[Humanist] 24.910 in denial
Humanist Discussion Group
willard.mccarty at mccarty.org.uk
Thu Apr 28 07:10:12 CEST 2011
Humanist Discussion Group, Vol. 24, No. 910.
Centre for Computing in the Humanities, King's College London
Submit to: humanist at lists.digitalhumanities.org
Date: Wed, 27 Apr 2011 19:52:45 +0100
From: "Stokes, Peter" <peter.stokes at kcl.ac.uk>
Subject: Re: [Humanist] 24.905 in denial?
In-Reply-To: <20110425052356.BC4CF135E01 at woodward.joyent.us>
I regularly assert that the computer is 'just a tool'. This is what I mean by it:
a. The computer is a means to an end, not an end in itself. The biggest, flashiest computer in the world is no use if it can't do the things that are required of it (leaving aside issues of personal status and showing off).
b. Getting to that 'end' will always be limited by the computer. There are certain functions for which a computer is designed and suited, and others for which it is not. If one tries to use it for the latter then it will be a difficult job at best. Similarly, it is always limited by the (fallible) people who designed and built it.
c. Getting to that end will always be limited by the user. A computer will not do anything on its own and requires some skill and understanding to use. If misused then will produce nothing at best, and can be very misleading at worst. (Of course it may run while unattended, but someone, somewhere must have set it up to do this.)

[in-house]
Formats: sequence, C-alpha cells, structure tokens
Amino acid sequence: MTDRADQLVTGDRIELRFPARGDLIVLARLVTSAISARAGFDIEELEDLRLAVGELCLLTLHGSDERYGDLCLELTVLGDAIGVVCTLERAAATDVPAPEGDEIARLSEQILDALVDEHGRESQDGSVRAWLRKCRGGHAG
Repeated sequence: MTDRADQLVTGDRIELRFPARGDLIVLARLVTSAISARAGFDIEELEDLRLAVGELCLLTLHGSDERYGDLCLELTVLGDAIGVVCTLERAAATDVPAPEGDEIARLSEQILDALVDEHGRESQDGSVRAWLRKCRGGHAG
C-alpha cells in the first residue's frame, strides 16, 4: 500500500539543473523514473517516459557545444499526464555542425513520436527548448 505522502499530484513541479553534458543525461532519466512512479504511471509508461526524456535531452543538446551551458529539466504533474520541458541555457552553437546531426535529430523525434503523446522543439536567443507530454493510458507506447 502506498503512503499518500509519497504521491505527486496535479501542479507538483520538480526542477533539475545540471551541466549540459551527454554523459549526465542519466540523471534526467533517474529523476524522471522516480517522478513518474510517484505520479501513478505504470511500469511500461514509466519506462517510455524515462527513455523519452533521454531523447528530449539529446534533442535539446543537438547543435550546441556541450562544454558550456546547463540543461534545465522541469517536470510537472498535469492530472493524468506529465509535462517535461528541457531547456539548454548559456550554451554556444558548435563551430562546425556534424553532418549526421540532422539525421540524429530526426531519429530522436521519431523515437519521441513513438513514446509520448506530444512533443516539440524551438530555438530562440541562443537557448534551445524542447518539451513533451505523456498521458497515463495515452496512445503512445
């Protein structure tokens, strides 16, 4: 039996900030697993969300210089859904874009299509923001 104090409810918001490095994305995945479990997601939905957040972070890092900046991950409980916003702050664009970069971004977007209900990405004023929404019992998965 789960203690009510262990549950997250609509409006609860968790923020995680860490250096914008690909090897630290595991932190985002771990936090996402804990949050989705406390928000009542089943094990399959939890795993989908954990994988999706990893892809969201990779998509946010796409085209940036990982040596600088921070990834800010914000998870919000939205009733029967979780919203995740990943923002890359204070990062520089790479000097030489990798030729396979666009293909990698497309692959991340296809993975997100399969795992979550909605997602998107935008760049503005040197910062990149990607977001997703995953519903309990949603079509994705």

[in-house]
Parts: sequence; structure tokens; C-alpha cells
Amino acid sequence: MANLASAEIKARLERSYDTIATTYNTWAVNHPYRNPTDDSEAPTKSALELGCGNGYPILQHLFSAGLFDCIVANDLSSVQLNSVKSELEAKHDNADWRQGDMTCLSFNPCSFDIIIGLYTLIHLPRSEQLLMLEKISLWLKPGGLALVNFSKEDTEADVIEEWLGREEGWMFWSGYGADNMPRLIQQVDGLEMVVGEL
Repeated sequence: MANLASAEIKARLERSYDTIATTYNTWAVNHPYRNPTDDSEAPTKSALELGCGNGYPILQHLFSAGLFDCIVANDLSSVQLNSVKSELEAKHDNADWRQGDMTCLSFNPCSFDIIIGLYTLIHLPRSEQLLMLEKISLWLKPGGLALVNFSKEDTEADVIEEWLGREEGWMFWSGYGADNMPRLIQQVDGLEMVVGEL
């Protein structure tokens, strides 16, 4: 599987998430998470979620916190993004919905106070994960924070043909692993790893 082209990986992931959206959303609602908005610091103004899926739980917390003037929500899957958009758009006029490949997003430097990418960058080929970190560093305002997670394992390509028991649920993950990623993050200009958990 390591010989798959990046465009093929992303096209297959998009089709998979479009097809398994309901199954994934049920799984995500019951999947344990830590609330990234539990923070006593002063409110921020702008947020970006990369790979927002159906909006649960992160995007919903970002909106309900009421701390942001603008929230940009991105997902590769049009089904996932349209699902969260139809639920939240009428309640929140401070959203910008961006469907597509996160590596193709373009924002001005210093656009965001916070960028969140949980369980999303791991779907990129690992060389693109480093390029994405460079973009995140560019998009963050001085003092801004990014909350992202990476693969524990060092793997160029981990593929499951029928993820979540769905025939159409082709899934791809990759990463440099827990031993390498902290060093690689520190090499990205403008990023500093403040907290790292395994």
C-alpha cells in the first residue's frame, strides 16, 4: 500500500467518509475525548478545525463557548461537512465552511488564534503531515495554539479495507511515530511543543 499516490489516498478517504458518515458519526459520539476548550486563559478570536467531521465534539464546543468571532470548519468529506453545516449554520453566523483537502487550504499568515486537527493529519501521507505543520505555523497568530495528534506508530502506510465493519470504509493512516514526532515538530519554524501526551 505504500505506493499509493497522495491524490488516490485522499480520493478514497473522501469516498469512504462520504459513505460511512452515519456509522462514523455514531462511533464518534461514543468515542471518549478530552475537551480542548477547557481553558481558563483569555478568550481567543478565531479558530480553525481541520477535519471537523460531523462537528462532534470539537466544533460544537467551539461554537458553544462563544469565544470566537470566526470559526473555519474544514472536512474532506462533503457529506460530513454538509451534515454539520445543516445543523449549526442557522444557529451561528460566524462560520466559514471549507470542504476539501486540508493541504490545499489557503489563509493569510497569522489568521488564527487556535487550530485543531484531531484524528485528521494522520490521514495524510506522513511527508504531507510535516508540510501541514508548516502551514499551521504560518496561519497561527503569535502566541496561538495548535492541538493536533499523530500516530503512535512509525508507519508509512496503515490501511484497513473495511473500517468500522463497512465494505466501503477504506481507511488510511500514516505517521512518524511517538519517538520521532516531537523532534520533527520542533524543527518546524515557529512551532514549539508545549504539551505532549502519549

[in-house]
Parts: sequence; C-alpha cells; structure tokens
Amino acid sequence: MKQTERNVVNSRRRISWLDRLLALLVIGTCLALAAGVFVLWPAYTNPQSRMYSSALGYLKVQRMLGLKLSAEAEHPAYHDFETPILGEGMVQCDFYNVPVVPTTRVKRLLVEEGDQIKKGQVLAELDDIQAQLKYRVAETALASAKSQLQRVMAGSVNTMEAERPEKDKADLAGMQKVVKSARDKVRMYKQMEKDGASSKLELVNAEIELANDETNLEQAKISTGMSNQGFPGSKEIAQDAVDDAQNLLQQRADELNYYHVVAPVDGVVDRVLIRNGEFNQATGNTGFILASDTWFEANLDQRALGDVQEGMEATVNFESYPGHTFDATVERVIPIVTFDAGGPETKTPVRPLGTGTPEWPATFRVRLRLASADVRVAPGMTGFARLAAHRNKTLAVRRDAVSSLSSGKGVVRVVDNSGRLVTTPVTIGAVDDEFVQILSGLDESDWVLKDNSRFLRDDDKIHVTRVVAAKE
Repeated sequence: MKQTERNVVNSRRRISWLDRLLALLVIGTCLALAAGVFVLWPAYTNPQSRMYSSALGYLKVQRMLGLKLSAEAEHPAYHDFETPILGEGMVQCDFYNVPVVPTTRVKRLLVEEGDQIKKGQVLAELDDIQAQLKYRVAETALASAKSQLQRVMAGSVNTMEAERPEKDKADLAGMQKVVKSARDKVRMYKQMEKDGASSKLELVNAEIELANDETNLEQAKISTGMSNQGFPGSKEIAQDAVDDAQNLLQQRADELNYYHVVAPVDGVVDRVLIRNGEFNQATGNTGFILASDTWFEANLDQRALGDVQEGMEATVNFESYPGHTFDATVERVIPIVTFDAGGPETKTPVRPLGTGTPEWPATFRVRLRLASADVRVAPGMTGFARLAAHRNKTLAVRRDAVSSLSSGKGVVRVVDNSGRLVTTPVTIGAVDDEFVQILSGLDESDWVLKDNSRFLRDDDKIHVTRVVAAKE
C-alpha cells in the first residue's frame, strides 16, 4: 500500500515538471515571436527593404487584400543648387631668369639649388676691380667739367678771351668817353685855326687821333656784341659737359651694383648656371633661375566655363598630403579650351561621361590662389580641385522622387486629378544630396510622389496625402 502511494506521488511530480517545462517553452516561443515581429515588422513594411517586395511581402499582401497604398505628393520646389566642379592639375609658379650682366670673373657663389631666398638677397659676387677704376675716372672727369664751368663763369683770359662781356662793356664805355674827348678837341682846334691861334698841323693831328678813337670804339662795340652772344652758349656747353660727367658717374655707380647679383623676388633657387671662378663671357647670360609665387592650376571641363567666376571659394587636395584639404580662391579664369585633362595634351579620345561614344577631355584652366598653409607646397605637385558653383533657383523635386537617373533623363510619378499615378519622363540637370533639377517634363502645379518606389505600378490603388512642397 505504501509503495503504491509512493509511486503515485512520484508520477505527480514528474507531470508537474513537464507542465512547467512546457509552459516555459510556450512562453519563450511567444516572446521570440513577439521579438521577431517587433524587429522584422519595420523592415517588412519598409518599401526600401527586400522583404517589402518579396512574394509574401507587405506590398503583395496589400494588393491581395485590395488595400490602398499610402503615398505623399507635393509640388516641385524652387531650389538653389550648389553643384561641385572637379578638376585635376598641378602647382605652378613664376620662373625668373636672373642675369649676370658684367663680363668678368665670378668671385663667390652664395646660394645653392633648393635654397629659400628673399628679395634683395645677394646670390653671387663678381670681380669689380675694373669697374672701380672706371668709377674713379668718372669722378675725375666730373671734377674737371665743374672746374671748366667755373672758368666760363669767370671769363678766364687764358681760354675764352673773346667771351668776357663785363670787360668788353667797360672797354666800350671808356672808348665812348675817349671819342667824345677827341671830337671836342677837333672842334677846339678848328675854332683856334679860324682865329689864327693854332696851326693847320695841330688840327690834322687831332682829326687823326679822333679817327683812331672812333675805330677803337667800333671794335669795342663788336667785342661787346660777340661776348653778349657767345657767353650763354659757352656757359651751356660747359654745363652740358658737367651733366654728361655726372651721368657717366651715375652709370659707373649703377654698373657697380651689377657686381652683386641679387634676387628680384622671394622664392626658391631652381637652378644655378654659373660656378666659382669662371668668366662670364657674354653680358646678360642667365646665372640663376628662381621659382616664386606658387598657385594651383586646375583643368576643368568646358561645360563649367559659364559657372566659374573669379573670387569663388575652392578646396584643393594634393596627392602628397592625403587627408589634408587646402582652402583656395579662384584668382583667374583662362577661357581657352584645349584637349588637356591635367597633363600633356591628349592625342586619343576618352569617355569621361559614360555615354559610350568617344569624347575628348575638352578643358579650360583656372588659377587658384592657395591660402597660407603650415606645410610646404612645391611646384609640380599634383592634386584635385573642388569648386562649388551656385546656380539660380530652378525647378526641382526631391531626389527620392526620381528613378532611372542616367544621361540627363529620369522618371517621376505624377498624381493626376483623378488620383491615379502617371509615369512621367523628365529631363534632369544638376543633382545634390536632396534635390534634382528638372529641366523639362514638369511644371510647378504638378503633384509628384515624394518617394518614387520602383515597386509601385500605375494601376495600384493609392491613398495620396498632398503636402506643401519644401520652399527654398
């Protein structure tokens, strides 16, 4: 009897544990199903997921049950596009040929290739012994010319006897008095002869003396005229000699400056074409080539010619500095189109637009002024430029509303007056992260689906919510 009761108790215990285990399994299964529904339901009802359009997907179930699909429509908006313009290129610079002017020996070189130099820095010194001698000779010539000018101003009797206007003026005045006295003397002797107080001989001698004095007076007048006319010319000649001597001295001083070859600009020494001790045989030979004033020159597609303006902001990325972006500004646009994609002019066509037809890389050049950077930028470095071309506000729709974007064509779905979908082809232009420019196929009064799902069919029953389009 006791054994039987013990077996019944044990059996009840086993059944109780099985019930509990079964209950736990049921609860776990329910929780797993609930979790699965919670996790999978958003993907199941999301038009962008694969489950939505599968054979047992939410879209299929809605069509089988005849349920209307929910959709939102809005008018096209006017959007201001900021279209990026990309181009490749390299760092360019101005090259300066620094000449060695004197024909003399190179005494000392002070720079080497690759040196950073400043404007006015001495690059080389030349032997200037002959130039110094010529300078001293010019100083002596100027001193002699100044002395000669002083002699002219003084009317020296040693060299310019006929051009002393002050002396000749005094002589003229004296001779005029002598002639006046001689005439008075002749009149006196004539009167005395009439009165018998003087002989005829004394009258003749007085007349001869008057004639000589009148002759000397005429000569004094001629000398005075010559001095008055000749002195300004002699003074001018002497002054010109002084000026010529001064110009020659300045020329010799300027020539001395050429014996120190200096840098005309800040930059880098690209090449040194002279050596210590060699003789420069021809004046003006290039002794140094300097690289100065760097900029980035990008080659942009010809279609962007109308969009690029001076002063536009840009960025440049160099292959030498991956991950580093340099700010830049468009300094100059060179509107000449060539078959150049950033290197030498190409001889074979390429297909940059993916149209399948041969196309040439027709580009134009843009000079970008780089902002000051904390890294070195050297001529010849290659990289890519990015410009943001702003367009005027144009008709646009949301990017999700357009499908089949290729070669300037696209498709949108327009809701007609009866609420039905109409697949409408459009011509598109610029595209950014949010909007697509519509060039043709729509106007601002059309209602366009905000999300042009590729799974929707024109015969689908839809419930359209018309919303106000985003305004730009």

I tend to assert this in a few different contexts, partly to be provocative, but also as a way of arguing against a few points that come up surprisingly often:
1. The computer is not 'magic', and does not give 'answers'. It can only give data that must be interpreted. That data may also be simply incorrect, if the person or people who programmed it made a mistake, or if misused, and so the data must always be questioned and not simply accepted.
2. The (use of a) computer is not objective. The computer itself is usually deterministic, but its results must always be interpreted by a human being, and this interpretation is, by definition, subjective. Similarly, its input data must be selected by a human being, as must the algorithms that are run on it. Once again, these are decisions and interpretations that must always be questioned and not simply accepted.
3. Points 1 and 2 imply in turn that *all* data should be made public: not only all the output but also all the input, the source code of all software used, and a full description of the process followed, so that they can be interrogated fully.
4. There is (I think) no point in producing hardware or software without properly considering the needs of its users.
Dr Peter Stokes
Department of Digital Humanities
King's College London
Room 210, 2nd Floor
26-29 Drury Lane
London, WC2B 5RL
Tel: +44 (0)20 7848 2813
peter.stokes at kcl.ac.uk
On 25 Apr 2011, at 06:23, Humanist Discussion Group wrote:
> Humanist Discussion Group, Vol. 24, No. 905.
> Centre for Computing in the Humanities, King's College London
> Submit to: humanist at lists.digitalhumanities.org
> Date: Mon, 25 Apr 2011 06:22:09 +0100
> From: Willard McCarty <willard.mccarty at mccarty.org.uk>
> Subject: in denial
> I'd be interested to know if you have recently heard anyone assert
> that the computer is "just a tool" and what you think may have
> been meant by that phrase.
> Many thanks.
> Professor Willard McCarty, Department of Digital Humanities, King's
> College London; Centre for Cultural Research, University of Western
> Sydney; Editor, Interdisciplinary Science Reviews (www.isr-journal.org);
> Editor, Humanist (www.digitalhumanities.org/humanist/); www.mccarty.org.uk/
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